For years scientists have researched male contraceptives. However, many of the methods discovered permanently affect male fertility or come with negative side effects and consequences. Now, through a new study involving male mice, it’s been found that the key to temporary and reversible male infertility may lie in blocking two key proteins that transport sperm during ejaculation.

The new study was recently published in the journal Proceedings of the National Academy of Science. During the study, scientists found that the two proteins, α1A-adrenoceptor and P2X1-purinoceptor, may hold the key to a viable male contraceptive. These proteins are responsible for the triggering of sperm during ejaculation. However, when blocked they successfully cause male infertility without lasting side effects. The proteins are found in the smooth muscle cells, and during the tests with lab mice, the proteins were successfully blocked with an orally administered drug compound.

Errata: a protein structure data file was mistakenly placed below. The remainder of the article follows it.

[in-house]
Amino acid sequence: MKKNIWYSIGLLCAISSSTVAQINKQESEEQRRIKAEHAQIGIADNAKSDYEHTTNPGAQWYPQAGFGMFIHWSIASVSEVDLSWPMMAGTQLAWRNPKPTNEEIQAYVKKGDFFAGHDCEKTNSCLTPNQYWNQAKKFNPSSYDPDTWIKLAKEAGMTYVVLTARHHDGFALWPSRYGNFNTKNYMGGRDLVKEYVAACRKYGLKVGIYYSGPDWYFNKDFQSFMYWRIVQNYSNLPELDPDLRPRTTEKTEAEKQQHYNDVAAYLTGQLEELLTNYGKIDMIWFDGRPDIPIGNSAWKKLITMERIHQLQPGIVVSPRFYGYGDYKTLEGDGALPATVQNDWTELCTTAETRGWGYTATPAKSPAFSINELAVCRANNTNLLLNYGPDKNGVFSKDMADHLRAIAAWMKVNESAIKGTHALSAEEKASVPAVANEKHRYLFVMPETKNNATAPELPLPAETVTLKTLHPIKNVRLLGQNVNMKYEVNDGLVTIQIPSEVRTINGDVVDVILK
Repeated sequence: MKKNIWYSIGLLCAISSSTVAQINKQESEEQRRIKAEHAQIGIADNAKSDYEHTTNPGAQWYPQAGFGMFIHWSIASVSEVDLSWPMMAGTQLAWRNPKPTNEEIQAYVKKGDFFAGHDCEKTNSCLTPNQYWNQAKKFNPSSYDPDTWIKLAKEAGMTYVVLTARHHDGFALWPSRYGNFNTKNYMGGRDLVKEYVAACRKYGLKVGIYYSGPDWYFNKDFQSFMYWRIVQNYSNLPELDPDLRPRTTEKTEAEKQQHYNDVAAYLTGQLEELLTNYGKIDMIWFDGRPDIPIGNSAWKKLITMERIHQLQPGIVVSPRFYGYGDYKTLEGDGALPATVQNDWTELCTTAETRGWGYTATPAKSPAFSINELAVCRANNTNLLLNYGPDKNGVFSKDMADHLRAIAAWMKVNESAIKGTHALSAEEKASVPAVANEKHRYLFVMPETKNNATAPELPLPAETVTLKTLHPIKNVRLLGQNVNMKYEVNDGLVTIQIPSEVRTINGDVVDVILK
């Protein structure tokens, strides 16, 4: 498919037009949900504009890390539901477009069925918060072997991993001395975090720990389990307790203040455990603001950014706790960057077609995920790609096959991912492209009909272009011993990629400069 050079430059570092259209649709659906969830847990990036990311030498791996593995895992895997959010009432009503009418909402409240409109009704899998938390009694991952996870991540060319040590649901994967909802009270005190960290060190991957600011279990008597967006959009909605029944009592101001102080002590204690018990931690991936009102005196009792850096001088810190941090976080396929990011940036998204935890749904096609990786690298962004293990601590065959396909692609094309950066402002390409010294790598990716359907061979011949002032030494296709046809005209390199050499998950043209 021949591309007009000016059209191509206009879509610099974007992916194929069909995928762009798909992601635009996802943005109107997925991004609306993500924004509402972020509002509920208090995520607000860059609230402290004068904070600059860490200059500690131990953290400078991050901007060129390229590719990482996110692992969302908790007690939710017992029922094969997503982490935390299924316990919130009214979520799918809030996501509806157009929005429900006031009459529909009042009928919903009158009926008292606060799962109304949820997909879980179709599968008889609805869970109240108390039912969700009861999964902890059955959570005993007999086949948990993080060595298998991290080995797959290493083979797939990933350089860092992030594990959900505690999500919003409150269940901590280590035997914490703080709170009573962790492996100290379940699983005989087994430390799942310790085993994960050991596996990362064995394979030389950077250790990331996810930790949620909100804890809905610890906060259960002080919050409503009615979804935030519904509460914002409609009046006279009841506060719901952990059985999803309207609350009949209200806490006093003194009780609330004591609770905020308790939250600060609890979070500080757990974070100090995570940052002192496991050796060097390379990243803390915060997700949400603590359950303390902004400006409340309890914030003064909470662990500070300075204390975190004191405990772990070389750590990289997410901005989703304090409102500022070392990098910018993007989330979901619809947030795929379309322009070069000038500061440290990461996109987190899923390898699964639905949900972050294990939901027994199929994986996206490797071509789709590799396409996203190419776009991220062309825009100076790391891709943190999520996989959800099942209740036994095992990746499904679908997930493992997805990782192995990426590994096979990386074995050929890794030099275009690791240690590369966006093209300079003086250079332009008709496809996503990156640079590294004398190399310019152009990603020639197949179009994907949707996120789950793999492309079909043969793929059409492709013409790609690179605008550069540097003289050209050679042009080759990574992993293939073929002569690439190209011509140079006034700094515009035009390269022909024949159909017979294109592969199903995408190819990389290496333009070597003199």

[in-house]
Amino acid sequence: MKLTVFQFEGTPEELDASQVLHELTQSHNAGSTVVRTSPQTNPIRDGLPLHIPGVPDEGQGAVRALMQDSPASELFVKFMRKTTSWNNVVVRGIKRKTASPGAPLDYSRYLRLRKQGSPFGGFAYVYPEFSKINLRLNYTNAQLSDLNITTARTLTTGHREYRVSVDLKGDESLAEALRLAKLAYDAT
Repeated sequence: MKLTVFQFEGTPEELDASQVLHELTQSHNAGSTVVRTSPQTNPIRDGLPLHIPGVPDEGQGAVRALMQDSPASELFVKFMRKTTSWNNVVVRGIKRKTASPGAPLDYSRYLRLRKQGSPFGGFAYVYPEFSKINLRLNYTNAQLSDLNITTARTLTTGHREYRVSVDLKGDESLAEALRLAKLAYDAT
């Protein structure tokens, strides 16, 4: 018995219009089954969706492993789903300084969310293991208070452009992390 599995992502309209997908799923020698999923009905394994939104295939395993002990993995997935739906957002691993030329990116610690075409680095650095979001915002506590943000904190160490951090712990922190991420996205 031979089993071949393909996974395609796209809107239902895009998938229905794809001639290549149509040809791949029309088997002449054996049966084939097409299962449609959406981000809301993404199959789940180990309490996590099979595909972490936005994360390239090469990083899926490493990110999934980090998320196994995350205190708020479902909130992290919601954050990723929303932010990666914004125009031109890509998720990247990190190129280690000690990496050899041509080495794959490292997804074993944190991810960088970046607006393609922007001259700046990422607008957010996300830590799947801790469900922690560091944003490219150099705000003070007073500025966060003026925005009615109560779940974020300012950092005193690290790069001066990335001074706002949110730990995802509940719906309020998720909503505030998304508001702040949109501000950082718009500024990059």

Lead researchers, Dr. Sab Ventura and Dr. Carl White of the Monash Institute of Pharmaceutical Sciences, are confident that the same drugs used to block the proteins in the mice can be made into a contraceptive pill for men.

"Previous strategies have focused on hormonal targets or mechanisms that produce dysfunctional sperm incapable of fertilization, but they often interfere with male sexual activity and cause long term irreversible effects on fertility," Dr. Ventura said. "We've shown that simultaneously disrupting the two proteins that control the transport of sperm during ejaculation causes complete male infertility, but without affecting the long-term viability of sperm or the sexual or general health of males. The sperm is effectively there but the muscle is just not receiving the chemical message to move it.”

Right now, there is already viable drug that blocks one of the proteins, but researchers and scientists now have to find a chemical that successfully blocks the other in order to create the contraceptive pill. Dr. Ventura says that "this suggests a therapeutic target for male contraception. The next step is to look at developing an oral male contraceptive drug, which is effective, safe, and readily reversible."

The original research team as well as researchers from the University of Melbourne and the University of Leicester, UK, believe that a male contraceptive pill that is safe and reversible could be formed and available within 10 years if a successful chemical is found.

Monash University (2013, December 3). Dual protein knockout could lead to new male contraceptive. ScienceDaily.